Ron Howard’s Cinderella Man is about as good a movie as you will ever see in the feel-good, underdog-triumphant genre. It’s also a very good fight picture. And it’s more than that as well.
Along with a richly layered performance by Russell Crowe – all the more impressive because he portrays a character who, as written, is too good to be true – there’s an exquisite turn by Paul Giamatti as the sweet-talking manager. Giamatti is one of those actors who can speak volumes with the twitch of an eyebrow, and he increases his impressive range with each role. Renee Zellweger is also good as Mae, the long-suffering, tough-as-nails, devoted wife of heavyweight champ James J. Braddock, whose contender-to-rags-to-riches story is told here with an old-fashioned air of melodrama.
The movie’s gritty depiction of city life during the Great Depression is what makes it more than just a good genre picture. Injury and bad luck reduced Jim Braddock, once a serious contender, to scrounging for pick-up work on the docks. Jim and Mae’s struggle to put food on the table and keep the lights on occupies a big chunk of this long movie, but it never drags; the screenplay, by Cliff Hollingsworth and Akiva Goldsman, along with Howard’s direction ensure a good pace. The scenes are full of little moments that draw the audience deeply in, like when Braddock appeals to Jimmy Johnston (Bruce McGill), the era’s Don King, to reinstate his credentials so he can fight again even though he’s hit bottom. A couple of words and looks convey all we need to know about the two men’s relationship, and how the business and personal sides of the boxing game can never be entirely separated.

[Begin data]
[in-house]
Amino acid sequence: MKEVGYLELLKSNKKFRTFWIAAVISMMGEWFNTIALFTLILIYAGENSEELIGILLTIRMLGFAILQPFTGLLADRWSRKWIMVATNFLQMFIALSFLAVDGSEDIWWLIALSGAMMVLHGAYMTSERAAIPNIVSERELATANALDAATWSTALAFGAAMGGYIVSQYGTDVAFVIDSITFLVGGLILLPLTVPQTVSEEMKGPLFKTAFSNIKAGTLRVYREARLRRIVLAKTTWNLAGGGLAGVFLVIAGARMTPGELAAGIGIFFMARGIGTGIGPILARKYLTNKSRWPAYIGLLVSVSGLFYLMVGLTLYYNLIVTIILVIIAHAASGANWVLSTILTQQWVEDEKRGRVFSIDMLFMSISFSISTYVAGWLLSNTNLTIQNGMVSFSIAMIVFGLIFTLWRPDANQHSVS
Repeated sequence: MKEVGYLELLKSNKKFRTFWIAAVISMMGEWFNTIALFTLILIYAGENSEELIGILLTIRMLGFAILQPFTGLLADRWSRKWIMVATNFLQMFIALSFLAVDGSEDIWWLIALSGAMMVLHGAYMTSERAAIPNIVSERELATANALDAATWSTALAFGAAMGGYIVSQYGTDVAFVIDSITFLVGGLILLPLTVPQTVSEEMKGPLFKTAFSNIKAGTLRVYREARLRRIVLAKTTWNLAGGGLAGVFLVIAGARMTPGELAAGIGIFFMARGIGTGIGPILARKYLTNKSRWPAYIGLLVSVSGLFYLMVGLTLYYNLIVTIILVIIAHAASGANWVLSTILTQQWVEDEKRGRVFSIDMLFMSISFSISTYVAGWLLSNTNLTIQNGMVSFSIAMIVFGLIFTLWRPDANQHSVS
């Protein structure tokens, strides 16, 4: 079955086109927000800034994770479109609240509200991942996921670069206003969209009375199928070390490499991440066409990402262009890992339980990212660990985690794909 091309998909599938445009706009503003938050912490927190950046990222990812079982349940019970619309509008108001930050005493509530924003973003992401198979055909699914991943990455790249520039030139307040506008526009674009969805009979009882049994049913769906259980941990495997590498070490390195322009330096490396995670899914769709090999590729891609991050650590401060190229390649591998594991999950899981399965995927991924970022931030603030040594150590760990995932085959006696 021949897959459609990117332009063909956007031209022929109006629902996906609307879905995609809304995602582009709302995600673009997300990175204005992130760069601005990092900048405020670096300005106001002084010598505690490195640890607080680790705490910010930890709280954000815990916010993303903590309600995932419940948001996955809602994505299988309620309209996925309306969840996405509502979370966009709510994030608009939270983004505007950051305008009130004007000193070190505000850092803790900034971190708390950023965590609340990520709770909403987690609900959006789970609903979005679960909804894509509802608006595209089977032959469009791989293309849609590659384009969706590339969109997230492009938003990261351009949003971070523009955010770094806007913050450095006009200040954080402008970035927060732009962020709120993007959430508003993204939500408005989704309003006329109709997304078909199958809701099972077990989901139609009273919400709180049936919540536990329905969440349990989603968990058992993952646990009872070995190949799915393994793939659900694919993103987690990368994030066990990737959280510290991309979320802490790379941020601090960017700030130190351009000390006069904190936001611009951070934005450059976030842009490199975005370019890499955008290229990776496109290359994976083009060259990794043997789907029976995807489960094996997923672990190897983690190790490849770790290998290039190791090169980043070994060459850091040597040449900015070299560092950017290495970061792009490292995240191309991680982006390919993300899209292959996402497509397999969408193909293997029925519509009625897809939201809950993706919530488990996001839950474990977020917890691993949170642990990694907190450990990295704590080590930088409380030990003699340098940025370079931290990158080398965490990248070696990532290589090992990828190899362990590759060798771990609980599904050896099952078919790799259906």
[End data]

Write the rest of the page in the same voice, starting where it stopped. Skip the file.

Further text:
Much later, in a pre-fight restaurant scene where Max Baer (the excellent Craig Bierko) taunts Braddock and Braddock refrains from taking the bait, the bully is challenged from an unexpected corner, and Braddock’s final line seals a moral victory more difficult and important than any triumph in the ring. Crowe is absolutely amazing in this scene. You have to go back perhaps to Jimmy Stewart to find a similar ability to portray the same person, simultaneously, as both fully human and ideally heroic.
The fight scenes themselves are just long enough for maximum suspense – a tough thing to pull off in a true story where the progress and outcome of every match is known – and shot with modern but subtle camera techniques that succeed in putting the viewer in the middle of the action and even behind the fighter’s eyes. The supporting cast is excellent, especially the three youngsters who play the Braddock kids. Even the score (by Thomas Newman ) is much less intrusive than in most big-budget melodramas.
I recommend this movie very highly to all audiences, except for very young children who may be disturbed by the graphic nature of the boxing scenes.